UPDATED, 4:02 p.m. ET: After Spotify opened with a bang in its stock-market debut Tuesday, the stock drifted down 10% — but still gave the music streamer a higher-than-expected valuation.
Spotify opened at $165.90 per share, 25% higher than the top end of private stock sales disclosed by the company, giving the company a market valuation of $29.5 billion. Shares began trading on the New York Stock Exchange on Tuesday at about 12:43 p.m. ET under the ticker symbol “SPOT.”
The stock closed at $149.01 per share. That’s still well above what Spotify has disclosed for private stock sales from Jan. 1-March 14, 2018, which had varied widely — ranging between $48.93 and $132.50 per share.
Spotify’s current market cap of $26.4 billion makes it more valuable than CBS, Twitter, Snap, Sprint, Dish Network and Viacom.
The music streamer’s unconventional direct-listing IPO — which bypassed Wall Street banking firms as underwriters — is expected to be one of the biggest tech offerings of the year. Spotify isn’t raising any capital with the IPO. Rather, it’s designed to let existing investors cash out their holdings; those include Sony Music Entertainment, which owns 5.7% of outstanding shares, and Universal Music Group and Warner Music Group, which each hold around 4%. With the IPO, Spotify shareholders are eligible to sell up to 55.7 million regular shares, representing 31% of outstanding shares.
In less than 15 minutes, more than 10 million Spotify shares had been traded. About 29.8 million shares total were traded in just over three hours on Tuesday. The NYSE had set a “reference price” Monday of $132 per share as a placeholder prior to the initial public offering.
Founded in 2006, Spotify has never been profitable and its rivals include Silicon Valley heavyweights Apple, Amazon and Google. But at least out of the gate, investors displayed enthusiasm to own a piece of the Sweden-based firm. Spotify is the No. 1 global music-streaming provider with an estimated 42% worldwide market share in 2016.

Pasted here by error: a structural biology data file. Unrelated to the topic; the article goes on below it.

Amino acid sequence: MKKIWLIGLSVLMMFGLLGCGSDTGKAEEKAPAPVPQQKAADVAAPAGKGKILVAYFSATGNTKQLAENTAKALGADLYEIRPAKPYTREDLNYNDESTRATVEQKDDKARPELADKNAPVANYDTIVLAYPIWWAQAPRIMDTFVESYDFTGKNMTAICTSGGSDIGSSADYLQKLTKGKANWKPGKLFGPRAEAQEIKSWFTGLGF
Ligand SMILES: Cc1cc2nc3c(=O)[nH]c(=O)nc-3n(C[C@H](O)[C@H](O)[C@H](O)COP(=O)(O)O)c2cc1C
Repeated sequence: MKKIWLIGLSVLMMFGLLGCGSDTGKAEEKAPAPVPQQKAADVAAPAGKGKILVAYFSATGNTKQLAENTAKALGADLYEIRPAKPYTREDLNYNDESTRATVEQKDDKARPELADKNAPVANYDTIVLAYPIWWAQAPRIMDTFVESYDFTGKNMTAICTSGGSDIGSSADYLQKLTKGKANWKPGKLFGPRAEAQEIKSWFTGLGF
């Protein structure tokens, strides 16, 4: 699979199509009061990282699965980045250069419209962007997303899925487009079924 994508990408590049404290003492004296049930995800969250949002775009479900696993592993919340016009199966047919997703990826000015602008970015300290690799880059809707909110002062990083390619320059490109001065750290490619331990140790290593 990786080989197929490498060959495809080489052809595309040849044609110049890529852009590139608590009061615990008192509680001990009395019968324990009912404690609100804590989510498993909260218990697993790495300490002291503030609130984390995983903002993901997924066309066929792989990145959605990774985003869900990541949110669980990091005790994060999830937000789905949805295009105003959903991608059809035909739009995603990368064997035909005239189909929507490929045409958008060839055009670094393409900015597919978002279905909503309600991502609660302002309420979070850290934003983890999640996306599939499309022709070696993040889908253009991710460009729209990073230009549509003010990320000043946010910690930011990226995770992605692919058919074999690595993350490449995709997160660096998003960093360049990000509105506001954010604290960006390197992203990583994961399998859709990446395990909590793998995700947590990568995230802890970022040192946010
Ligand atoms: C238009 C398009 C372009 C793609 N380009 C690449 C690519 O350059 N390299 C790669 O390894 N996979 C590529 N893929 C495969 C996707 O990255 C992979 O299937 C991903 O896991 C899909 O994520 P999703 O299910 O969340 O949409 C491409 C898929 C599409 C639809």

Spotify CEO Daniel Ek, in a blog post Monday, said he expects the company to experience “ups and downs as we continue to innovate and establish new capabilities.” He tried to convey a business-as-usual air, saying about the IPO that “our focus isn’t on the initial splash” and that he hoped Spotify’s public-market debut does not become the most important day in its history.
“Spotify is not raising capital, and our shareholders and employees have been free to buy and sell our stock for years,” Ek wrote. “So while tomorrow puts us on a bigger stage, it doesn’t change who we are, what we are about, or how we operate.”
For 2017, the company generated around $5 billion in revenue in 2017 (4.1 billion euros), versus $3.6 billion in 2016. Its net loss for 2017 more than doubled, to $1.5 billion (1.2 billion euros).
Spotify has fans on Wall Street based on its potential growth. “Spotify is the global leader and has sustainable advantages,” RBC Capital Markets’ Mark Mahaney wrote in a March 29 note, initiating coverage with an “outperform” rating and a $220-per-share price target. A valuation of nearly $40 billion for Spotify is “highly reasonable,” he added.
Even after the IPO, Ek and co-founder Martin Lorentzon will very likely maintain majority control of Spotify even if they sell a portion of their holdings. As of March 21, Ek controlled 37.0% of the Spotify’s total voting power and Lorentzon controlled 43.5%. Ek directly owned 15.6 million shares (8.8% of outstanding shares) and Lorentzon held 21.7 million (12.2%).
Spotify operates in 65 countries and territories. As of the end of 2017, it tallied 157 million monthly active users and 71 million premium subscribers. It restated user metrics two weeks ago, eliminating 2 million users from its MAU total to account for fraudulent streams from freeloaders using hacked apps.
Chinese internet giant Tencent owns 9.1% of Spotify’s outstanding shares, while Spotify holds 9% equity in Tencent Music Entertainment. The parties have agreed to retain their ownership in the shares until at least December 2020.